Considering fashion and style blogging has been around for well over five years (this blog started in 2007), it’s odd how few books there are on the subject. Susie Lau and William Oliver have compiled Style Feed (published by Prestel), a brick of a tome documenting some of the most influential players in the global bloggersphere. Ordered chronologically, The Man Repeller, Vanessa Jackman, Style Rookie, Business Of Fashion and Advanced Style are included and (yay!) I get a good few pages too – thanks a million Susie!
Style Feed is available exclusively in-store at Urban Outfitters or online at Amazon and there’s a big old celebratory bash happening tomorrow at Urban Outfitters Spitalfields, which everyone’s invited to. One of the baddest-ass bloggers of them all, Fred Butler (also in the book obv) will be DJing. I might have to mug her for one of these.
If you’re not familiar with Imagine Fashion, let me enlighten you. The two-year-old video editorial site presents short films and interviews looking into the minds of fashion creatives – remember this one with Leila Menchari, who has dreamt up Hermes’ dreamy window displays for 35 years?
As part of its series ‘Creative Minds’, Imagine Fashion has featured probing interviews with Dennis Freedman, Susie Bubble, Scott Schuman and Constanza Pascolato. Oh and me (interviewed by Godfrey Deeny at the beautiful Couturelab store). Click here or watch below…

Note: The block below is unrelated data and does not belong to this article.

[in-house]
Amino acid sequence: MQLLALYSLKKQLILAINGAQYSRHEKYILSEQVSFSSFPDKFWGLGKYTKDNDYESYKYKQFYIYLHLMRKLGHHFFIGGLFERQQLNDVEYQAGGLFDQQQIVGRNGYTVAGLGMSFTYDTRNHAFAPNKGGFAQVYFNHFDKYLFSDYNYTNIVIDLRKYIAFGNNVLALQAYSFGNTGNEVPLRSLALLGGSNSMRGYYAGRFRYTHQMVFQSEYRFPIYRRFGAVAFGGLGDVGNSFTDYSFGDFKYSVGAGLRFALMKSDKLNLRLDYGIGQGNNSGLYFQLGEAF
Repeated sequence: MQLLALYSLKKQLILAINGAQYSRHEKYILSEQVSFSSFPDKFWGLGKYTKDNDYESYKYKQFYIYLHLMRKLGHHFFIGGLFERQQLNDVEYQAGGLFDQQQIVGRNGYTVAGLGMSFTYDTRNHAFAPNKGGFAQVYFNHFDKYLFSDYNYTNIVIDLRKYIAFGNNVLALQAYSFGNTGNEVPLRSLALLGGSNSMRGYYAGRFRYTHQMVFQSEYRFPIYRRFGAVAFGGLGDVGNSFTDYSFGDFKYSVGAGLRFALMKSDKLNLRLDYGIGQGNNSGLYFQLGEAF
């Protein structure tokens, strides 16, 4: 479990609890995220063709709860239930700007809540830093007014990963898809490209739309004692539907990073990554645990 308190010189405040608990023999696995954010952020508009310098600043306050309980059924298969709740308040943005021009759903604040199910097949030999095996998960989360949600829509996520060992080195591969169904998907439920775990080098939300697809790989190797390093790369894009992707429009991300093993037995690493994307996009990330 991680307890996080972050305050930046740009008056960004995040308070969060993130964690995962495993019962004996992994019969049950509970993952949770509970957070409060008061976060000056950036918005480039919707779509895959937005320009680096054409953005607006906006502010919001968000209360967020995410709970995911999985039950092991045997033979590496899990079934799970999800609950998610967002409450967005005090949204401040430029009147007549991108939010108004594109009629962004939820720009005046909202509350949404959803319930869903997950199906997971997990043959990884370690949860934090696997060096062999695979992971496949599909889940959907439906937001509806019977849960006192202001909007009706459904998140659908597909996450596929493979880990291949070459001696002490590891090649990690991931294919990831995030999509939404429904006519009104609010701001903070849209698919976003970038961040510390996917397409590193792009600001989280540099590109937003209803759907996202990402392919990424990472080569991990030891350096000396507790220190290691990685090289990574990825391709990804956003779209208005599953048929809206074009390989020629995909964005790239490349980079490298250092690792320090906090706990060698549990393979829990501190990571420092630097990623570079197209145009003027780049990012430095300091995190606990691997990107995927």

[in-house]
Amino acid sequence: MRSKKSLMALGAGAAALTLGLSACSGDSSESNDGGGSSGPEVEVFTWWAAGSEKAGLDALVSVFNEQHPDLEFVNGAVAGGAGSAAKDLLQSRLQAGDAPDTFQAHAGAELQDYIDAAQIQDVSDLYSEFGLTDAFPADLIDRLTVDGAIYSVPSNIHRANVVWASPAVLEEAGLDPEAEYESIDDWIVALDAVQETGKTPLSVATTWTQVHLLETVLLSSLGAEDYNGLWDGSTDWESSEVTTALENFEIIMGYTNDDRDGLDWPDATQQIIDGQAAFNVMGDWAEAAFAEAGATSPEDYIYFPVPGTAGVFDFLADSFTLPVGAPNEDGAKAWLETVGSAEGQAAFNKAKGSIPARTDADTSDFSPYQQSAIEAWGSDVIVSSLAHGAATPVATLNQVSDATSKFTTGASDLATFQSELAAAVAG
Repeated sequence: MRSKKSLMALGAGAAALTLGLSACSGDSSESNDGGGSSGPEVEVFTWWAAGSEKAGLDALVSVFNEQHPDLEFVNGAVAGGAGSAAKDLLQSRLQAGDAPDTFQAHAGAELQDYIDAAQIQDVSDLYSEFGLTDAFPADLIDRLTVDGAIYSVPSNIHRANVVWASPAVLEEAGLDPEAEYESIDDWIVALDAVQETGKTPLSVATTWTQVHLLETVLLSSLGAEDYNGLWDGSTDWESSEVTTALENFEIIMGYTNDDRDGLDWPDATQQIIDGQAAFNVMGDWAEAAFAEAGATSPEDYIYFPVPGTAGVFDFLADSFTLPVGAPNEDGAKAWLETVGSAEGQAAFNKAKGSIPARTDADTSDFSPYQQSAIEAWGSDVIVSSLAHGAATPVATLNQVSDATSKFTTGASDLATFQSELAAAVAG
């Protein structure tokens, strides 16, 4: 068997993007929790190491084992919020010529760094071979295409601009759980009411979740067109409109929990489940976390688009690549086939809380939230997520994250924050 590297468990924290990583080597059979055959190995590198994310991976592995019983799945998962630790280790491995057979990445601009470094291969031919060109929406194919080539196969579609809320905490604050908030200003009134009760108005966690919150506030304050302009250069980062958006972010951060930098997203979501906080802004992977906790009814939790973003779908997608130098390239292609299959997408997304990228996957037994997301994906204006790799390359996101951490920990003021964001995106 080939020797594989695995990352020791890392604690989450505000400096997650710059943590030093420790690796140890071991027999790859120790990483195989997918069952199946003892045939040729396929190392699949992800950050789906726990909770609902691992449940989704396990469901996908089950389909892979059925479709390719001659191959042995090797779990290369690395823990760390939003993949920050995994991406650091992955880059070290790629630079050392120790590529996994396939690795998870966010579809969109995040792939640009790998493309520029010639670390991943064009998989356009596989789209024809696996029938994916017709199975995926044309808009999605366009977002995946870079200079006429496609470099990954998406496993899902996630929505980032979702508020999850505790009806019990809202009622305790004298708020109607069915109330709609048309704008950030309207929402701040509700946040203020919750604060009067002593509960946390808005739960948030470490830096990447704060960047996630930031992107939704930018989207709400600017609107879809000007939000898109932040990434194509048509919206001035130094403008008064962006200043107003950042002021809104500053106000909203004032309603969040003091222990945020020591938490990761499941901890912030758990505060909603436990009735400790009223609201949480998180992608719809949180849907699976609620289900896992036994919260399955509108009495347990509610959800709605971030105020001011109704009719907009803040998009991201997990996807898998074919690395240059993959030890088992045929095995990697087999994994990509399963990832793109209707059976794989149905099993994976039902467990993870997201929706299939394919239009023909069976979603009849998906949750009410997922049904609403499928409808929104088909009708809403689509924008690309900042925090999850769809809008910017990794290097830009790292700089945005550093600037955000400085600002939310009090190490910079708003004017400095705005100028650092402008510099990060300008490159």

A bunch of bloggers are holding a sale in Susie Bubble’s yard on August 11th. All the info below. There will be shopping. There will be food. There will be (I think) entertainment. Sounds good, no?
Oh looky, the final video is up! You can get a proper look at all our projects, from Emily and Jessica’s bell-watch-ring creation, to Susie and Maarten’s fab frilly shirting, to mine and Shaun’s devore extravanganza…
The comments from the designers in this video are quite insightful as I really only saw this whole project from my own point of view. I guess when you’re starting out on your own as an independent designer it is a bit isolating, especially going from the security of education where you have your tutors’ and peers’ support and feedback to having to find your own way and trust your own instincts and judgement.
That said, these guys are all doing pretty damn well. I can’t reveal much here because it’s not my story to tell, but my collaborator Shaun Samson did give me some hints of interested buyers and brands who are either hoping to stock his collection or work with him in other ways. There were definitely some impressive names and I’ll be watching his progress in 2012 very closely indeed…
My resolution for next year is to be a bit braver with colour and print. I used to love layering busy Kenzo-type prints but over the years I’ve got lazier and more classic in what I wear. This year, fashion has truly been ‘Bubbled’, with Susie Bubble‘s clashy colour-meets-print-meets-texture influence reaching far and wide and well into 2012. Continue reading
Last week saw the unveiling of the final pieces from my Peroni Collaborazioni project. Jessica De Lotz’s bicycle bell ring/bracelet was beautifully quirky and it turns out both Maarten van der Horst and Shaun Samson made long, labour-intensive shirts – although they couldn’t have been more different. Continue reading